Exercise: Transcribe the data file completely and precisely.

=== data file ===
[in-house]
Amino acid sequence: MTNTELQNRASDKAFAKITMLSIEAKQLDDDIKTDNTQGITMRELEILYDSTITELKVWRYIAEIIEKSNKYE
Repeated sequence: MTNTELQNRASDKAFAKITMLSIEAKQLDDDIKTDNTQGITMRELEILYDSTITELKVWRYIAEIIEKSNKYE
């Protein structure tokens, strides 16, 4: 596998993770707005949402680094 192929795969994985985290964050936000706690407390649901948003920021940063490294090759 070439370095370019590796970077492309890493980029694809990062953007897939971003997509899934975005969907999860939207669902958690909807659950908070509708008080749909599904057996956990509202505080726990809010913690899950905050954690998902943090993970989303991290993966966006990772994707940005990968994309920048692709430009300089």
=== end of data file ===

[in-house]
Amino acid sequence: MTNTELQNRASDKAFAKITMLSIEAKQLDDDIKTDNTQGITMRELEILYDSTITELKVWRYIAEIIEKSNKYE
Repeated sequence: MTNTELQNRASDKAFAKITMLSIEAKQLDDDIKTDNTQGITMRELEILYDSTITELKVWRYIAEIIEKSNKYE
């Protein structure tokens, strides 16, 4: 596998993770707005949402680094 192929795969994985985290964050936000706690407390649901948003920021940063490294090759 070439370095370019590796970077492309890493980029694809990062953007897939971003997509899934975005969907999860939207669902958690909807659950908070509708008080749909599904057996956990509202505080726990809010913690899950905050954690998902943090993970989303991290993966966006990772994707940005990968994309920048692709430009300089």